As with all things in Tampa the rail from concourse A was uneventful, as was baggage claim and at twenty to twelve we were already seated on the shuttle to long term parking. The shuttle seemed dreary, though, no doubt because most of its passengers had arrived on our flight and now were, like us, heading home nearly two hours later than they had planned.

"You're not falling asleep?" Mother asked anxiously. I was, but she seemed quite stressed enough.

"That's why I quit reading and started doing the Sodoku puzzles in the magazine." I replied reassuringly. "They keep my brain from shutting down."

"In pen?" she asked, to witch I nodded. "They didn't help much did they?"

"No," I admitted grudgingly.

"Gold section!" The shuttle driver announces as we ground to a halt.

"We have sections?" Mother asked with renewed worry. "How do we know what section we're in."

"Haven't the foggiest," I replied with forced cheerfulness, taking the bags down from the rack. "But that's our elevator over there. I recognize the travel posters." Mother shook her head again. Navigation by pictures of New York is not one of her preferred methods.

We barely managed to catch an elevator to the fourth floor and we extracted ourselves from the other passengers to find that I could indeed navigate via images of the Statue of Liberty. I loaded the bags into the trunk and went around to the drivers door.

"My keys," I looked down at my empty hands. "I don't have my keys."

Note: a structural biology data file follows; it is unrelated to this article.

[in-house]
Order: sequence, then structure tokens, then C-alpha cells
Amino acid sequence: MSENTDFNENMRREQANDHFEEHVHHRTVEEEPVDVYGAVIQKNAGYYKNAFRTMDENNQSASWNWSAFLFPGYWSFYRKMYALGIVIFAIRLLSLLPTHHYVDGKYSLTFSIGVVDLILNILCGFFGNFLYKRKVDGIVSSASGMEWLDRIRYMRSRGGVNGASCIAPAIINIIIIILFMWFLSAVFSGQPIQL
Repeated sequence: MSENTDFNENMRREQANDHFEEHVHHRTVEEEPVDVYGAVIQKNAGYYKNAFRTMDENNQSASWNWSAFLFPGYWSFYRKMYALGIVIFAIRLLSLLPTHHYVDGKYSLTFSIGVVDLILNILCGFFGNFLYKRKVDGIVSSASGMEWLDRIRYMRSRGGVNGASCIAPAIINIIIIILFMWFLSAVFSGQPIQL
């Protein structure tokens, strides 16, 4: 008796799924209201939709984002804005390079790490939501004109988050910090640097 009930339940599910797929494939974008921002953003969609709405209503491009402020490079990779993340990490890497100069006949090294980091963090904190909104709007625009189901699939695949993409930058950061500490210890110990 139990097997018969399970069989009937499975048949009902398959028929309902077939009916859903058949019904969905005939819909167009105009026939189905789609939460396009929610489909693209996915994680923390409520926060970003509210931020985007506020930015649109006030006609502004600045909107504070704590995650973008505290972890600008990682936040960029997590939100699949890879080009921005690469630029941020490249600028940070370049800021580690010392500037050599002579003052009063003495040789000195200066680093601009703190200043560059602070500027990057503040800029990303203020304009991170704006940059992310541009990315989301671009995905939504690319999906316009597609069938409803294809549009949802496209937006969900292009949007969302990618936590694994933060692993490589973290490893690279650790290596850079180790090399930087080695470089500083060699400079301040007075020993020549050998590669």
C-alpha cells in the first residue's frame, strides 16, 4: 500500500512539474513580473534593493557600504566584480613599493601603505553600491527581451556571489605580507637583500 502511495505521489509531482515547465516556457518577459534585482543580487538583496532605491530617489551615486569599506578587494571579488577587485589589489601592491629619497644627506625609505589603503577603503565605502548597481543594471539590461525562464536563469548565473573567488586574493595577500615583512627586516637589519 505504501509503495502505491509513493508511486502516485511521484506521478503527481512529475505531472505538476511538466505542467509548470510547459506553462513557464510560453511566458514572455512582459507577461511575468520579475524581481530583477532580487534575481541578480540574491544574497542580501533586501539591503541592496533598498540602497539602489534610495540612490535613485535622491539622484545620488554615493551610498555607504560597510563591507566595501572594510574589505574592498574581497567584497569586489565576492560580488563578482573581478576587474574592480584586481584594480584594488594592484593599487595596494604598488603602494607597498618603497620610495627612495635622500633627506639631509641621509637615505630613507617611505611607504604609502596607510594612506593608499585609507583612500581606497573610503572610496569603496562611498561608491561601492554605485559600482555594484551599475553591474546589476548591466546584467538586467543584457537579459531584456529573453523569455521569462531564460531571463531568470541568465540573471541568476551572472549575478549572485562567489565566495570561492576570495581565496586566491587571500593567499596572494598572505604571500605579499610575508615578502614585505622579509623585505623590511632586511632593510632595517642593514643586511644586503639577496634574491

"I thought you got them out in the lady's room." Mother said fretfully.

"I did," I insisted. "You still have yours?"

"Yes, in the bottom of my carryon," She replied. "But your emergency credit card was on your keys."

"I must have left them on the bus," I said taking off for the elevators at a jog. "I'll try to catch the driver!" I jammed the button violently, bouncing on the balls o my feet as I waited for the lift that seemed to move painfully slowly. In what was surely only a few moments I was back at the station and the shuttle, much to my chagrin, was gone, replaced by a new one.

"I think I left my keys on the bus." The young man driving the newly arriving shuttle gave me a sympathetic look.

"Can you describe the driver?" he asked, reaching for his radio.

"At the moment I can't describe much of anything," I admitted. "But he can't be more than five minutes ahead of you."

"Check the guys coming back." he suggested, pointing at two returning busses. I darted across the drive while he called into his operator, arriving at the first one in time to hear the order to check all shuttles for a lost set of keys.

"Do you recognize me?" The driver of the second shuttle asked me, with a rather charming smile.

"I'm not sure I could recognize my own reflection," I stated miserably, as he indicated I should have a look. "I'm completely exhausted."

"No one's found anything," he stated, checking his radio. I sighed miserably as I stepped back onto the curb before the elevators. The nearest one opened, and Mother stepped out, my keys dangling from her outstretched hand.

"You forgot your phone," She stated as I groaned in relief.

"I know," I replied with a sigh. "I figured you could find me. Where were they?" Her lips curled in an odd sort of smile.


Ok, all of the information of how the keys had gone missing and where they actually were is all there. And all quite obvious if it's not a quarter to midnight. Brownie points for anyone who can uncover the mystery before I post the end.

Date: 2007-10-09 06:17 pm (UTC)
From: [identity profile]
It was Ms. the Conservatory.....with the REVOLVER!

.....Were they with your phone on top of the luggage? That's always what happens to me.

Date: 2007-10-09 07:53 pm (UTC)
From: [identity profile]
That would have to be a no, but feel free to keep guessing ;)